US 3983076 A
New amorphous semiconductor and chalcogenide compositions are provided exhibiting n-conductivity characteristics. Chalcogenide compositions, which are normally formed as p-type materials, are converted to n-type materials or are initially formed as n-type materials, by elevating the temperatures thereof below their crystallization temperature and substantially in excess of the temperature at which its conductivity at room temperature versus annealing temperature curve decreases sharply from a relatively high constant value and allowing the same to cool to room temperature.
1. An n-type chalcogenide amorphous material as measured by the Seebeck coefficient, said n-type material being that obtained by subjecting a normally p-type amorphous chalcogenide composition to a temperature below its crystallization temperature and which is located at a point on its room temperature versus annealing temperature curve which is sufficiently in excess of the temperature at which its conductivity at room temperature decreases sharply from a relatively high constant value that its Seebeck coefficient has a negative value, and then cooling the same to room
2. The n-type amorphous chalcogenide material of claim 1 and where the composition has at least about 2% of one or more of the chalcogenide elements of sulfur, selenium and tellurium and has the formula:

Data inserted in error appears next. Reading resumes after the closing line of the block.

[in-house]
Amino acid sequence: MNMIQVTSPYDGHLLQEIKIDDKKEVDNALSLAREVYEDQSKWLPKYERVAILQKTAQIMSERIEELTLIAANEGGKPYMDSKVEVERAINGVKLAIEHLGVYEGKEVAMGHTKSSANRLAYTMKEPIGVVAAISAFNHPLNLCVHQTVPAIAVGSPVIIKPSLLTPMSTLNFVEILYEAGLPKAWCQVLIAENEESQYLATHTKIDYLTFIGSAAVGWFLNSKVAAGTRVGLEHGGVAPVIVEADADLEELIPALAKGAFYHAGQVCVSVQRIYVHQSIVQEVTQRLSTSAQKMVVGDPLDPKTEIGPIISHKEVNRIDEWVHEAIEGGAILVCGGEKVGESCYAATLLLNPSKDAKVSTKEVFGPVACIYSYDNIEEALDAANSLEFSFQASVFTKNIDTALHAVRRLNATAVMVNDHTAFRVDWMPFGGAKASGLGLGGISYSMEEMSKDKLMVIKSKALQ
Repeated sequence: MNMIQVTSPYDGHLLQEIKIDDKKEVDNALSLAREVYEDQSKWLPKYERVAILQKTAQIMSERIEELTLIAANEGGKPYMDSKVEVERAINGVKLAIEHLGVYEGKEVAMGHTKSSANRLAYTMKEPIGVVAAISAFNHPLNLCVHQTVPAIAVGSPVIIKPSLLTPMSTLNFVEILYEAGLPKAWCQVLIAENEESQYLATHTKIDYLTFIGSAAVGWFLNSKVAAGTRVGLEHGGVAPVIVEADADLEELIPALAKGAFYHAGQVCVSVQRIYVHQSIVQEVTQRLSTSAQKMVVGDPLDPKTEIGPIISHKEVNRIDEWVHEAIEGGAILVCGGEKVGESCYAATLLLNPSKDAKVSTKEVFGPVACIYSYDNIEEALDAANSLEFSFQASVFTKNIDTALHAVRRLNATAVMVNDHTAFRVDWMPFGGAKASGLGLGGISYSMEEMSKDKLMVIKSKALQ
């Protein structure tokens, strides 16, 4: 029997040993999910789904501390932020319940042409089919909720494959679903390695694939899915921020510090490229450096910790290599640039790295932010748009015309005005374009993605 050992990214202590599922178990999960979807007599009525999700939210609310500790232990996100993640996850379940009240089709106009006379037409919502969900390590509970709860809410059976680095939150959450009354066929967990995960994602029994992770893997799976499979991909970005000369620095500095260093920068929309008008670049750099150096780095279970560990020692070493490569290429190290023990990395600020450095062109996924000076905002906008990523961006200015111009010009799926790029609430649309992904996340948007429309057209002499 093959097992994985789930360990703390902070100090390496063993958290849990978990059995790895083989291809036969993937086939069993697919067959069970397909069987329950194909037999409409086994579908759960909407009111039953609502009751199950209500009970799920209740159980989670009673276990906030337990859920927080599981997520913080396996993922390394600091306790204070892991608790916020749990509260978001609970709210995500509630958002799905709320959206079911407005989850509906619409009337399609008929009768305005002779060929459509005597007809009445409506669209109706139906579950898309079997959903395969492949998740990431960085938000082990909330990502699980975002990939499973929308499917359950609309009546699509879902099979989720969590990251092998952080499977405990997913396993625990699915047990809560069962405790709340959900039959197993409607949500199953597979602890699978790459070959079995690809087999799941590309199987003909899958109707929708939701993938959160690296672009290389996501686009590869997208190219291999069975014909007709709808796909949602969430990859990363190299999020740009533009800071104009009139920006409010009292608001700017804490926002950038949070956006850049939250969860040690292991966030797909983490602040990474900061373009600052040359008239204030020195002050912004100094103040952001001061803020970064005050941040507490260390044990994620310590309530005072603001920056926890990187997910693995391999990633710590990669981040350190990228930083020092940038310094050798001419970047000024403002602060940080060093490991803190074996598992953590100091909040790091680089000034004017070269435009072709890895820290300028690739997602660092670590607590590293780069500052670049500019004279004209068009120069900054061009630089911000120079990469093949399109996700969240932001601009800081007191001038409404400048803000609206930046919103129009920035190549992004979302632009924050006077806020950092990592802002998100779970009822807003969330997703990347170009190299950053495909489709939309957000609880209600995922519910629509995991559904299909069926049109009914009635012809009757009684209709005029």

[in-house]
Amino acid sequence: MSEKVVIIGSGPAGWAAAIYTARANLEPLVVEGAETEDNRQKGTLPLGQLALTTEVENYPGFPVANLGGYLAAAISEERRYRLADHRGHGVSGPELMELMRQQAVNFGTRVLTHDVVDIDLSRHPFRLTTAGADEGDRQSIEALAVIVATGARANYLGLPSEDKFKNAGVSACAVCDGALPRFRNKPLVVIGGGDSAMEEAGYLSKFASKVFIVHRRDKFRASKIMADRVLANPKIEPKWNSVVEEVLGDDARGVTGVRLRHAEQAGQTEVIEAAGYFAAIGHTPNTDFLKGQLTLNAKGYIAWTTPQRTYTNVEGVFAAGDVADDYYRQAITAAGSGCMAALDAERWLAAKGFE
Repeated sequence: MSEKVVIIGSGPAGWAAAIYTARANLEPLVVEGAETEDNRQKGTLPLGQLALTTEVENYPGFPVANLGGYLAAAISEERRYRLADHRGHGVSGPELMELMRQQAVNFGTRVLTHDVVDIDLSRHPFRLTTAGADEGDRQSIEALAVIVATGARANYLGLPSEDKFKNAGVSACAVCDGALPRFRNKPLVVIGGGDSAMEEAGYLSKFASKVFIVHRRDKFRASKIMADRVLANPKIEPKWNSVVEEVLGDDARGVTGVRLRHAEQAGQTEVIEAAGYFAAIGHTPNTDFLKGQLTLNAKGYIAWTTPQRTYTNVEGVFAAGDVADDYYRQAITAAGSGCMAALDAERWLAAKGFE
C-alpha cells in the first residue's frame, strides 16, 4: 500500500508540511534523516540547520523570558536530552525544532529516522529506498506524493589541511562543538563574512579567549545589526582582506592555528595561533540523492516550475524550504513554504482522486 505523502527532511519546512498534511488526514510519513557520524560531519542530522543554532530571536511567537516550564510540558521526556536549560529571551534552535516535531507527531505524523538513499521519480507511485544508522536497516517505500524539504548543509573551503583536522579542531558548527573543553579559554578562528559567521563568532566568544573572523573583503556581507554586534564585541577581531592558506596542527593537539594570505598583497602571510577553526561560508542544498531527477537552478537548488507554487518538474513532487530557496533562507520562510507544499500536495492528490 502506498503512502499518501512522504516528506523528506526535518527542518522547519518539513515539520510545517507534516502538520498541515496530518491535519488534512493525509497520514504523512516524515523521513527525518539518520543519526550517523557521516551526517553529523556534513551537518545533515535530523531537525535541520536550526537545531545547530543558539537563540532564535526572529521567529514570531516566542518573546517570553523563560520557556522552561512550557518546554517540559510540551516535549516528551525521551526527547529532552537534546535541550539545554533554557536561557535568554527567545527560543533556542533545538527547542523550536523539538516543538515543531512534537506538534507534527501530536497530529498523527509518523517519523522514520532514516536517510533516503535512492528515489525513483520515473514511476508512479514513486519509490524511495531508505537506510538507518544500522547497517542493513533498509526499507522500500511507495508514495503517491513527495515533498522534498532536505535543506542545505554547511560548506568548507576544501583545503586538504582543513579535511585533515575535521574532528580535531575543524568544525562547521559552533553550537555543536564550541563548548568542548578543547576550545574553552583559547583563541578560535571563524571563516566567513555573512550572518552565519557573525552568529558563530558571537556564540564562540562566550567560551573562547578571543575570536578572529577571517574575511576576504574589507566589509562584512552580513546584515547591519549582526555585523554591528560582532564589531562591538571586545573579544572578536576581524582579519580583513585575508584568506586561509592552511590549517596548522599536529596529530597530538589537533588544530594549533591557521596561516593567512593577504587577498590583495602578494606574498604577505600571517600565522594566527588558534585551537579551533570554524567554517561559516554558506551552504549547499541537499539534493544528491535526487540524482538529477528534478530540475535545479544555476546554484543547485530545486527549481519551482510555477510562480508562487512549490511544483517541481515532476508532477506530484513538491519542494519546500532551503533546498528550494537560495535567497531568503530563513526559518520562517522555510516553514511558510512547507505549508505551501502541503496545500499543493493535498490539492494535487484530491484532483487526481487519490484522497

Gex Tey Dz Em
D=selenium or sulfur or combinations of both
E=arsenic or antimony or combinations of both
x is between and including 0 and 98% (atomic)
y is between and including 0 and 90%
z is between and including 0 and 75%
3. The n-type chalcogenide material of claim 1 which consists essentially of a mixture of germanium, selenium and tellurium in atomic percentages
4. The n-type chalcogenide material of claim 3 which consists essentially of a mixture of germanium, selenium and tellurium in atomic percentages determined by the areas encompassed by the inclined hatched areas of FIG.
5. The n-type chalcogenide material of claim 1 which consists essentially of a mixture of germanium, tellurium and arsenic in atomic percentages